Making Noise Quietly


By Robert Holmansteep theatre

Directed by Erica Weiss

At Steep Theatre, Chicago

Relatively unknown British playwright, Robert Holman, has penned three tender yet clear glimpses into humanity.

Steep Theatre seems to find new, relatively unknown British playwrights with fresh now voices to introduce to Chicago audiences.  These works are ideal for the ensemble based theatre troupe. Their latest find is Robert Holman and his three short plays titled Making Noise Quietly. These three are snapshots of the subtle consequences of war in the least expected places. In tender, often compassionate presentations of humanity, Holman deals with themes such as : desire, loss, anger, pain, rejection, and forgiveness as he develops empathetic characters as he weaves us into their world where lies and ultimate truth , listening, and where their humanity dictates to them. Holman is a writer of exquisite verbal clarity who uses  vivid images to maximum effect. No wasted words here.

In “Being Friends,”  we meet Oliver Bell (Nick Goodman) as he shirtless suns himself in a meadow in rural England in 1944. He is a Quaker consciousness objector  working on a farm. When the prim, effete Eric Faber (Josh Salt) stops  by to rest from his bicycling, the two have an instant spark of friendship (or more). Eric is an artist/writer recovering from a car accident; he is also openly gay – a daring stance in WWII Britain.  As Eric and Oliver share beers and their life stories, we see the sparks of a sexual subtext brewing. The genuineness of the two actors, their truthful performances combines with Holman’s tight lyrical writing captivates us. Each moves closer in spirit toward the other as two lonely. rejected souls push through anger toward their desires.  Their daring nude swim culminates their bond.This is a tender, heartfelt story.

robert holman

In “Lost,” Naval officer Geoffrey Church (Peter Moore) arrives at May Appleton’s (Patricia Donegan) home to speak about May’s son who was killed in the Falkland’s War, 1982. Church was the son’s friend and shipmate while the son was estranged from his family causing much pain to May. Much of this piece finds May venting on Church as she discovers that her son, who she has not heard from in over five years, was married to Church’s sister. Loss, anger and pain dominates here.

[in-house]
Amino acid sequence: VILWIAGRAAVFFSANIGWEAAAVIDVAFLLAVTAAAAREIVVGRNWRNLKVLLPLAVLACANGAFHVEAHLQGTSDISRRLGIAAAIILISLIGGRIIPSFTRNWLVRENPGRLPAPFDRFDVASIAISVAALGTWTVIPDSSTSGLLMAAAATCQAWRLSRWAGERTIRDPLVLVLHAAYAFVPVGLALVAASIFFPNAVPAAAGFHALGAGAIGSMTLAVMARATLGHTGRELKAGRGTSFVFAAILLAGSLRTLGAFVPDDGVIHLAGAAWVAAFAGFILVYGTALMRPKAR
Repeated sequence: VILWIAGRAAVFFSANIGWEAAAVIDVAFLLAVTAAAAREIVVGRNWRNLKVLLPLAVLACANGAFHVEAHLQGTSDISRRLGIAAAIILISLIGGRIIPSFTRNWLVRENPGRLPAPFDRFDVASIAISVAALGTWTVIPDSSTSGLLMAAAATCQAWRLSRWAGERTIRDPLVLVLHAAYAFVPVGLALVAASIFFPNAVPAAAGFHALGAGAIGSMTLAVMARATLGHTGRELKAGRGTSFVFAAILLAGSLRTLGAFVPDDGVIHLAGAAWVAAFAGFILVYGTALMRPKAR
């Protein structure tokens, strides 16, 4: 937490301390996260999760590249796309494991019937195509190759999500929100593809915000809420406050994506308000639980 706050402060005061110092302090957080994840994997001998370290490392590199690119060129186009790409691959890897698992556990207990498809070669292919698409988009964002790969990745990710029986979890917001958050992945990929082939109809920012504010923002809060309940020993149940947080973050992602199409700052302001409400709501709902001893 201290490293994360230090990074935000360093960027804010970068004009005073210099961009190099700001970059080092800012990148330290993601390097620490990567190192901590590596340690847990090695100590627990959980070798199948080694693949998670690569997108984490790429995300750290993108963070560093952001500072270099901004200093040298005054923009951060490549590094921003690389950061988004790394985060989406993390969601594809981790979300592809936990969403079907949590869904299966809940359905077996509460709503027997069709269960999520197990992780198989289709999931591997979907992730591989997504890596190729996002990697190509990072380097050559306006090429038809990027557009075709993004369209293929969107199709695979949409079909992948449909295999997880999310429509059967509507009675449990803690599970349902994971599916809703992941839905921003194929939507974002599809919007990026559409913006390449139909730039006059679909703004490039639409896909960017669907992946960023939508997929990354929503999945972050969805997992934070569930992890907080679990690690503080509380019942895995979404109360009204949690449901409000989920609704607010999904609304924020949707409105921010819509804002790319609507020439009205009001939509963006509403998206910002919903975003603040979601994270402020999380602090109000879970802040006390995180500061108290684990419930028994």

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In “Making Noise Quietly,” set in 1986 Germany, we find Helene Ensslin (Lorraine Freund), a German-Jewish camp survivor, on holiday enjoying her painting with a nine year old autistic boy, Sam (Theo Tounge) and his guardian, Alan Tadd (Craig Cunningham). We see that Sam seldom speaks, is physically abused by the anger-ridden soldier/guardian Alan. The interaction between Alan and Sam and between Sam and Helene becomes muddled. The interaction between Alan and Helene is also troubled as the man and the boy struggle to cope with their pain, anger as both fear being abandoned. As Helene tells her story of life in the concentration camps and how she struggle to survive, we realize that she possesses super strength of will. She attempts to rescue Sam and ultimately Alan in several  heart-tugging scenes.  Can Alan over come his trauma from his experiences in the Falkland’s War; can Sam actually say “please’ and “thank you?” These flawed, yet vulnerable characters grander enough empathy to make us care.

These three short plays demonstrate Robert Holman’s immense talent as a writer as he weaves a subtle glimpse into the damage that war can make in unexpected ways on common folks. Holman’s clarity and depth of character is rich in compassion and truth. The Steep ensemble, led by Josh Salt, as Eric, Patricia Donegan, as May, and Lorraine Freund, a Helene, contained strong character studies. This is a moving glimpse into the consequences of war. It is well worth seeing.

Highly Recommended

Talk Theatre in Chicago podcast

Date Reviewed: October 4, 2012

For more info checkout the Making Noise Quietly page at

At Steep Theatre, 1115 W. Berwyn, Chicago, IL, call 312-458-4900,, tickets $20 -$22, Thursdays thru Saturdays at 8 pm, running time is 1 hour 45 minutes without an intermission, through November 10, 2012

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